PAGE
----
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M/S JAYANTILAL INVESTMENTS V. MADHUVIHAR CO-OPERATIVE HOUSING SOCIETY & ORS  RD-SC 27 (10 January 2007)
Arijit Pasayat & S. H. Kapadia
What are the rights and obligations of a promoter under the provisions of the Maharashtra Ownership Flats (Regulation of the Promotion of Construction, Sale, Management and Transfer) Act, 1963 ("MOFA") is the question which has arisen for determination in this civil appeal.
On 26.8.1980 an agreement was arrived at between the vendors and the appellant herein (M/s Jayantilal Investments-Promoter) in respect of 8559.57 sqm. of land in CTS No. 1068 village Kandivili, Tehsil Borivili, Greater Mumbai. Subsequently, under a Revised Draft Development Plan, a 44 ft. wide road was indicated and, consequently, the area admeasuring 8559.57 sqm. stood divided. On account of this division, a plot admeasuring 6071 sqm. emerged as the suit land. On 16.11.1984 the appellant-promoter obtained NOC under Section 21(1) of the Urban Land Ceiling Act, 1976 ("ULC Act") permitting it to construct a building with 7 wings and 137 tenements for weaker section. The construction was to be made in accordance with the prevailing Municipal Regulations, Town Planning requirements and Statutory Regulations. On 21.10.1985 the lay out plan was sanctioned. It indicated 1 building with 7 wings. At that time, due to existence of a narrow road as access, the promoter was entitled only to FSI of 0.75. This plan was amended in 1986, 1987, 1989, 1992 and 1994 without any objection from the flat takers. At this stage, it may be mentioned that on 6.5.1986 the lay out plan was revised and approved with 5 wings having additional floors as well as FSI of 1.00 due to construction of 44 ft. wide DP road on the original plot admeasuring 8559.57 sqm. of land.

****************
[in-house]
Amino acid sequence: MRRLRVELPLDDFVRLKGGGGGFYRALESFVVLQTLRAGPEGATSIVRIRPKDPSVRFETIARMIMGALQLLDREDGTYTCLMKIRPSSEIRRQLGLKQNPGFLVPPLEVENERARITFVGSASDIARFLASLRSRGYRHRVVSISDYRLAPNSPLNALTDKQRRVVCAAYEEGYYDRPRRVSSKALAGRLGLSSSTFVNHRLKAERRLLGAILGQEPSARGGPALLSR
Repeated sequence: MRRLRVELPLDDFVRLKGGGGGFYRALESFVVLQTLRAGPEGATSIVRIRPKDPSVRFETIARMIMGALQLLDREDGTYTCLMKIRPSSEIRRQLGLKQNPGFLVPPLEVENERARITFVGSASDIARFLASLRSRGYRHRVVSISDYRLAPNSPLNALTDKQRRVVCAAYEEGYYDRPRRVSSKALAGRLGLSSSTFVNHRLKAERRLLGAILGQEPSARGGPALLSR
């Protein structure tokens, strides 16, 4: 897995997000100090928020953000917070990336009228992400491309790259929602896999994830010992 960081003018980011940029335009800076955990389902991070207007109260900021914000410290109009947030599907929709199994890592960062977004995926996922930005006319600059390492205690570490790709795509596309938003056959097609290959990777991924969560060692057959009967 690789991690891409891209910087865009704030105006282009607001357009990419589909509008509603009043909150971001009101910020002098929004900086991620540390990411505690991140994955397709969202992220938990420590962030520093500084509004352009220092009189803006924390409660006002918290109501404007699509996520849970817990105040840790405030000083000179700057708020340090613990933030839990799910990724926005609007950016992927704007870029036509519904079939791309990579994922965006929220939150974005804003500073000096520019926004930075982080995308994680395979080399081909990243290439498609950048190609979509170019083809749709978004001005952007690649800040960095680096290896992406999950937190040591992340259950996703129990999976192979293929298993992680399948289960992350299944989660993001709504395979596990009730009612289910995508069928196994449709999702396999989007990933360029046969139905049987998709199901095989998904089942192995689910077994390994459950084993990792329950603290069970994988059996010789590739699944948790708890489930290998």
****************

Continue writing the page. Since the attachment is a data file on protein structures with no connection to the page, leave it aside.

From time to time, agreements stood entered into between the appellant and the flat takers for sale of flats. These agreements are dated 7.12.1985, 11.4.1987, 18.1.1989, 30.4.1989, 27.7.1991 etc.